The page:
“Macy’s, which reported about $25 billion in annual sales in 2018, said the namesake chain’s private brands were already fur-free, and that fur was not a ‘material’ part of its business. The company said that its new policy, which was in line with guidelines from animal-rights organizations, would allow for ethically sourced sheep and cattle fur products, including ‘shearling,’ ‘sheepskin,’ ‘calf hair' and ‘cowhide’ goods,” Maheshwari continues.
“The exceptions are in alignment with the Fur Free Alliance’s guidelines, which permit the ‘use of fur that is a by-product of domestic farming to feed our society,’ according Macy’s website,” CBS News’ Danielle Garrand points out.
Macy’s also answers questions, such as: “Can I still store my coat with Macy’s or Bloomingdales?” in an FAQ about the new policy on its website. (The short answer is “no.”)
“Over the past two years, we have been closely following consumer and brand trends, listening to our customers and researching alternatives to fur. We’ve listened to our colleagues, including direct feedback from our Go Green Employee Resource Group, and we have met regularly on this topic with the Humane Society of the United States and other NGOs. Macy’s private brands are already fur-free, so expanding this practice across all Macy’s, Inc. is the natural next step,” Macy’s chairman-CEO Jeff Gennette states in the release announcing the move.
“We applaud Macy’s, Inc.’s forward-thinking and principled decision to end the sale of fur by the end of fiscal 2020,” says Kitty Block, president and CEO of HSUS. “This announcement is consistent with the views of countless consumers in the marketplace, and other retailers should follow.”
“This is a monumental day for animals!” the organization tweeted, linking to a blog post by Block, who is also CEO of Humane Society International.
“Macy’s is a retail behemoth -- the largest U.S. department store with 900 stores in 44 states. It is also something of an institution, with an unparalleled reach into American hearts and homes. The company’s flagship store in New York City has long been associated with popular culture and high fashion. When a company like this says no to fur, it is a clear sign that the days of this unnecessary commodity are numbered,” Block writes. p>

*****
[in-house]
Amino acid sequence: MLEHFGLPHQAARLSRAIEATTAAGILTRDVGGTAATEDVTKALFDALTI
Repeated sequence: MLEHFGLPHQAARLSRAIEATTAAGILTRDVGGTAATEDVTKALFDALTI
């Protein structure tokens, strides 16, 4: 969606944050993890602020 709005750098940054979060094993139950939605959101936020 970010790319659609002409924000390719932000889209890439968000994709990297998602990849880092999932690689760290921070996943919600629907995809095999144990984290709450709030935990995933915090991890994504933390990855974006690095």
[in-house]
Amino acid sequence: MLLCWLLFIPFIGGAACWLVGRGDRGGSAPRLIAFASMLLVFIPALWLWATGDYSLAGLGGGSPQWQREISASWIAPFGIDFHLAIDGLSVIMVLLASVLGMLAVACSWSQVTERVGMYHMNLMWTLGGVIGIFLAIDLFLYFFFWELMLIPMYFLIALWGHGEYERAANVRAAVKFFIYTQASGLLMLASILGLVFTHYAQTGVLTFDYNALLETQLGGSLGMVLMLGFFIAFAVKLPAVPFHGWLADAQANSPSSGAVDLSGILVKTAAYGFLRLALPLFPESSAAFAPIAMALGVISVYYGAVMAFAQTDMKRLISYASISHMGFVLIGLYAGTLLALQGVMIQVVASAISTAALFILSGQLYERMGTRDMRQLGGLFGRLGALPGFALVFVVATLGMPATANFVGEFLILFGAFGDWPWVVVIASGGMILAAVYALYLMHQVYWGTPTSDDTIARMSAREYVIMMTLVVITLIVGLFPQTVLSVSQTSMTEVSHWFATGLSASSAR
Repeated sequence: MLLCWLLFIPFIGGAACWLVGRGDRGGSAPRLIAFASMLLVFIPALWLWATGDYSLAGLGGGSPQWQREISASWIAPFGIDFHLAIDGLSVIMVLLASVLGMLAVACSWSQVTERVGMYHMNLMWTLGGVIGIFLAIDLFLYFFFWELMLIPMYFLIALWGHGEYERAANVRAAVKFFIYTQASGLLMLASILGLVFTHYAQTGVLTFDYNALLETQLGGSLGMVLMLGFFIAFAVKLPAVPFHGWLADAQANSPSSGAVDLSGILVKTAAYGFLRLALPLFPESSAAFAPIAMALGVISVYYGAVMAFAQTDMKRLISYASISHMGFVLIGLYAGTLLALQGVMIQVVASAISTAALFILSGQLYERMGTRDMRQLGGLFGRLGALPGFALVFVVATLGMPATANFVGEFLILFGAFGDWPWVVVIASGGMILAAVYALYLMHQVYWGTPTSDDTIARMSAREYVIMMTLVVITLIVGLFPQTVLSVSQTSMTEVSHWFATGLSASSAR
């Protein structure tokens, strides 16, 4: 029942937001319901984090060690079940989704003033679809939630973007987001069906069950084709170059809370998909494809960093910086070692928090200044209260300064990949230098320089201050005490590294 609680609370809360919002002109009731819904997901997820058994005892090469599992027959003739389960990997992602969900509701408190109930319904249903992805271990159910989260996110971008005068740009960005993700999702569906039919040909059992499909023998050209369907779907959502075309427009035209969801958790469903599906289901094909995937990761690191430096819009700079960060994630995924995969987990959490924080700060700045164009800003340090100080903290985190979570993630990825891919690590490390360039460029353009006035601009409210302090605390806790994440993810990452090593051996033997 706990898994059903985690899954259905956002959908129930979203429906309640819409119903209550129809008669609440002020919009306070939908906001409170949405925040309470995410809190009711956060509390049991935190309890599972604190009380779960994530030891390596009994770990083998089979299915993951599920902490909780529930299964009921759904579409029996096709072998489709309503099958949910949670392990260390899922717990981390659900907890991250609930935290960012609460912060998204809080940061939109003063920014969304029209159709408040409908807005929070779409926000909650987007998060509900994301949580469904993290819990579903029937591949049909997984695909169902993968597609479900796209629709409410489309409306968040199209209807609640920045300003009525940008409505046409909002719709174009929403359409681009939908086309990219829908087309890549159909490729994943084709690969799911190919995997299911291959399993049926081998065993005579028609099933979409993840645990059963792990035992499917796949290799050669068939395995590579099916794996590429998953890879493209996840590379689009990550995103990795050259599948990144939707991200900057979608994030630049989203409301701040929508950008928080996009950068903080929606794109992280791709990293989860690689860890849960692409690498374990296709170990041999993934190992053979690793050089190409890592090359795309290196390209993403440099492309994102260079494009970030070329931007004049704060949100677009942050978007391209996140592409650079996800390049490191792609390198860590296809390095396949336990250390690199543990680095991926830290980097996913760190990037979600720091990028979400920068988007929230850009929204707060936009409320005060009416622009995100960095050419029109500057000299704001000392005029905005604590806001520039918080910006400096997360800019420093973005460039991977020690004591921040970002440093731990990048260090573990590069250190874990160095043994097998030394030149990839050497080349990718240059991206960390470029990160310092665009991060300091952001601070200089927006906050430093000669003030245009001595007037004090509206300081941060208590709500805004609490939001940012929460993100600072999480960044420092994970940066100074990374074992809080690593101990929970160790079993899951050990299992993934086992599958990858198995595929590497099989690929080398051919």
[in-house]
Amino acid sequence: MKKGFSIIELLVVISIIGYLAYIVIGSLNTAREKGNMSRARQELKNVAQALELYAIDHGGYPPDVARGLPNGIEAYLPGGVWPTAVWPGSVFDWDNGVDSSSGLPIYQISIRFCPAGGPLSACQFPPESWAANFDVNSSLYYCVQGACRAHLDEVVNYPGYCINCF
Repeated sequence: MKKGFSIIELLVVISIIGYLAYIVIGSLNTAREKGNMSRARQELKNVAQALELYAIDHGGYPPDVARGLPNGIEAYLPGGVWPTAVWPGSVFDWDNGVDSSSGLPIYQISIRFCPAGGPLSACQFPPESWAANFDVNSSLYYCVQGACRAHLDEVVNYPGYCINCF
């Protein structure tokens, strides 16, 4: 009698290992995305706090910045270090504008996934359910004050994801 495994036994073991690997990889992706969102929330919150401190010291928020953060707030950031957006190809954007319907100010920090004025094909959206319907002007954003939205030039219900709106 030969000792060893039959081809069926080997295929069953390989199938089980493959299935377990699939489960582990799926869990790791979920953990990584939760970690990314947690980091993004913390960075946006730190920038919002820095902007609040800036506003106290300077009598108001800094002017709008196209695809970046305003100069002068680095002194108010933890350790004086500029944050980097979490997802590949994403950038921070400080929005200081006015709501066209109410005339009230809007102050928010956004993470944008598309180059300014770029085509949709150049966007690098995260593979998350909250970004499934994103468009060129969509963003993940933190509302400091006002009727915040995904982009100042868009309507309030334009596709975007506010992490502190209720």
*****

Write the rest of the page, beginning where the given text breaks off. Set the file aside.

“Macy’s is joining a trend of luxury and high-street brands banning the sale of fur as increasingly eco-conscious shoppers make larger demands of retailers. But attempts to stop the practice is not new -- major retailers have faced pressure from animal-welfare groups to ban the sale of animal fur for decades, with [People for the Ethical Treatment of Animals (PETA)] famously carrying out ‘fur-free Fridays’ protests targeting Macy’s, since the 1980s,” Isabel Togoh writes for Forbes.
“VICTORY! After decades of massive pressure from PETA & activists, the largest US department store, @Macys, just announced it will stop selling fur! So many animals will be saved by its fur vault staying vaulted forever!” PETA tweeted yesterday.
The movement is also gaining traction politically.
“A year after Los Angeles became the largest city in the country to ban the sale of animal fur, the entire state of California has followed suit. On October 11, Governor Gavin Newsom approved bill AB44, which makes it illegal to sell, donate, or manufacture new fur products in the state,” Marie Lodi wrote for The Cut last week.
“However, the law does exempt leather, cowhide, and shearling, as well as the use of fur for religious purposes, taxidermy products, and used fur. The law will take some time to go into effect -- January 1, 2023, to be exact,” Lodi adds.
“Macy's isn't the first big fashion company to say goodbye to fur. It'll join a long list, which includes companies like: Burberry, Chanel, Gucci, Calvin Klein, Jimmy Choo, Kate Spade, Ralph Lauren,” Bloomberg’s @tictoc account tweeted yesterday before asking: “What are your thoughts on fashion companies ditching fur?”
“It’s fur a greater good,” was the first among a handful of predominantly positive replies.